Patricia, whose office mate eventually became aware of these issues, said, "It's not my personality to be confrontational [but] people can tell I'm pissed off, even if I don't like talking about it. Since everyone's going to know, I need to say something. What people said or thought, or their intentions, doesn't matter; what matters is how I feel about it. Don't make it about them; it's about how it's experienced. Sexism is an experienced, felt thing [and] it's more constructive to talk about it. You can be careful about how you say it, but you're okay to feel that; no one can tell you that it's wrong or bad. If you feel bad, say something about it. It's part of participating in a shared workplace. You shouldn't have to grit your teeth and deal with it. Even if the gender ratio is 50-50, if women hate being there it doesn't solve the problem."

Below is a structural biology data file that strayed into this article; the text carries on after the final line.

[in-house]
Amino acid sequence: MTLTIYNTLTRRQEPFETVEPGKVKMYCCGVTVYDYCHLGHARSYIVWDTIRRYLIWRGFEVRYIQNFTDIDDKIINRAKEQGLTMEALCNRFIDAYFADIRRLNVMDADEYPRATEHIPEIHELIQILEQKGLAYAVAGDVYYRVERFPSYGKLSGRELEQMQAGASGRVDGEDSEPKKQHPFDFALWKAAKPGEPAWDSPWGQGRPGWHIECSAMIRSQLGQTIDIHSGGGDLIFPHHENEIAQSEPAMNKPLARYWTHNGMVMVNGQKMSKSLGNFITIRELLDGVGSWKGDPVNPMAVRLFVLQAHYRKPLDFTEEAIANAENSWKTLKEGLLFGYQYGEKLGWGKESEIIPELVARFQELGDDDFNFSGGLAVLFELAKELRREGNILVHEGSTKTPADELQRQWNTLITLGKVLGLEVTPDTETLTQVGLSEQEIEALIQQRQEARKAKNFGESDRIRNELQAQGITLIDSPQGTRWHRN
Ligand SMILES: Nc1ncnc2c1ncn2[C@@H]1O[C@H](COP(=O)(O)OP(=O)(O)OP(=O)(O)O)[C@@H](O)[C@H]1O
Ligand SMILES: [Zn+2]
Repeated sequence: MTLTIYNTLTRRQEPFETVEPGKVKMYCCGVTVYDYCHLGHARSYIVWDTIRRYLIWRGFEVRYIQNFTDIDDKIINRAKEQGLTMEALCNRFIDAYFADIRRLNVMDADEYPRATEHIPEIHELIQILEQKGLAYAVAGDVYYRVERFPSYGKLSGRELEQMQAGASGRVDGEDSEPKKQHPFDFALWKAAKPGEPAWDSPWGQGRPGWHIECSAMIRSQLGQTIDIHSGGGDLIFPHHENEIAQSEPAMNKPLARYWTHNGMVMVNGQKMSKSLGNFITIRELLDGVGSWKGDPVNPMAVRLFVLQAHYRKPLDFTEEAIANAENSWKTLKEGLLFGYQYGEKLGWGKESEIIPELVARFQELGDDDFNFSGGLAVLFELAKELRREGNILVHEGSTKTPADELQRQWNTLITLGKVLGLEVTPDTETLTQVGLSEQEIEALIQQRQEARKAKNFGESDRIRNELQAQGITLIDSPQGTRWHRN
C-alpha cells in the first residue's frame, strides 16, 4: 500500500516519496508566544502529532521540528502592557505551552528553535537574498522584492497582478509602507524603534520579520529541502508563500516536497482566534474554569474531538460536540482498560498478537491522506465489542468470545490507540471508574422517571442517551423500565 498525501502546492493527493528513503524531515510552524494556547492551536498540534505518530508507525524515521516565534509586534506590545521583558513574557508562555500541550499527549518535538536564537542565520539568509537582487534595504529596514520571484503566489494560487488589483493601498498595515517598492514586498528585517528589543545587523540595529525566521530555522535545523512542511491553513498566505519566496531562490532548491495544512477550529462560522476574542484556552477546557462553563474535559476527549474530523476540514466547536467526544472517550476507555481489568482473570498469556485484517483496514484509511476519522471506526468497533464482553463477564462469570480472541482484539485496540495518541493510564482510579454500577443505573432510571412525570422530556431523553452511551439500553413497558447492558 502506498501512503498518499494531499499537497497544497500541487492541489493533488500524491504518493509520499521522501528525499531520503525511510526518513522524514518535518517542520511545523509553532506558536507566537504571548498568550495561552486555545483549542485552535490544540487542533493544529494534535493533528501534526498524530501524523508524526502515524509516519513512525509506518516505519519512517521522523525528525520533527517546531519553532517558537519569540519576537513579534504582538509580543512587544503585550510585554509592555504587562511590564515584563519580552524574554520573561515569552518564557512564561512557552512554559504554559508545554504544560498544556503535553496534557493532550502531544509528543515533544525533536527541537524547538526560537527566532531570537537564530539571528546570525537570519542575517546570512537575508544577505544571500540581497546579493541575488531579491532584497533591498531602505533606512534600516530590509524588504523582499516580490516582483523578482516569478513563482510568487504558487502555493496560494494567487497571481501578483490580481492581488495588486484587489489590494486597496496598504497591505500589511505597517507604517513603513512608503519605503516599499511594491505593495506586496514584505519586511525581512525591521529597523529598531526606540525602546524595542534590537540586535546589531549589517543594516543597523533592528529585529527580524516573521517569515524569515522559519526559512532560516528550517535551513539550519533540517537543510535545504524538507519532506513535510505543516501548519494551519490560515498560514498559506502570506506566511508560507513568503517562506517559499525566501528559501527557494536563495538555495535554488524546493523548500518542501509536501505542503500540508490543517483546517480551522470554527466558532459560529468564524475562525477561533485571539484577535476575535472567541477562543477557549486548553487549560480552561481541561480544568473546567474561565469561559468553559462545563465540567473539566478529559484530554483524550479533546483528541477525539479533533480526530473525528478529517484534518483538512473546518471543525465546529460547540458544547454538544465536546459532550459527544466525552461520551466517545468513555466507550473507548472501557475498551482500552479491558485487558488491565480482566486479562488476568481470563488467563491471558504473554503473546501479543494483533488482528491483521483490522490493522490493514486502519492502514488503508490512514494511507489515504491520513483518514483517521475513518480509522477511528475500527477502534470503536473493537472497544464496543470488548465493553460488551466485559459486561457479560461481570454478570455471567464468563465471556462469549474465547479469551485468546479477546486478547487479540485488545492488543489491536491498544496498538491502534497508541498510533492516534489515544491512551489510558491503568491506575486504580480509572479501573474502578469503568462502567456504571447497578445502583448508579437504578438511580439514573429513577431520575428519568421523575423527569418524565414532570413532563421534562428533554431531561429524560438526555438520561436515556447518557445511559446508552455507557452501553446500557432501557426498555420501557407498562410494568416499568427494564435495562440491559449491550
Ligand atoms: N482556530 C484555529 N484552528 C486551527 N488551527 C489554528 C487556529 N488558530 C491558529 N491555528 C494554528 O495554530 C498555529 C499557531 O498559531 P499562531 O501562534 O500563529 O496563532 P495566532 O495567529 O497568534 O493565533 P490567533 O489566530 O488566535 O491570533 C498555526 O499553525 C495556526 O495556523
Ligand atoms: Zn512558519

All my interlocutors were happy to recount their experiences, but most were more comfortable with blaming themselves than being assertive about blaming others, even when that blame was obviously warranted. Perhaps, given the lack of empowerment to do much about extrinsic gender-specific challenges, internalizing the struggle is a survival strategy. Chloe, who has flourished at Caltech in spite of enduring the most overt harassment of any of the women with whom I spoke, ended our conversation with "Maybe there's something wrong with me."


*All names have been changed.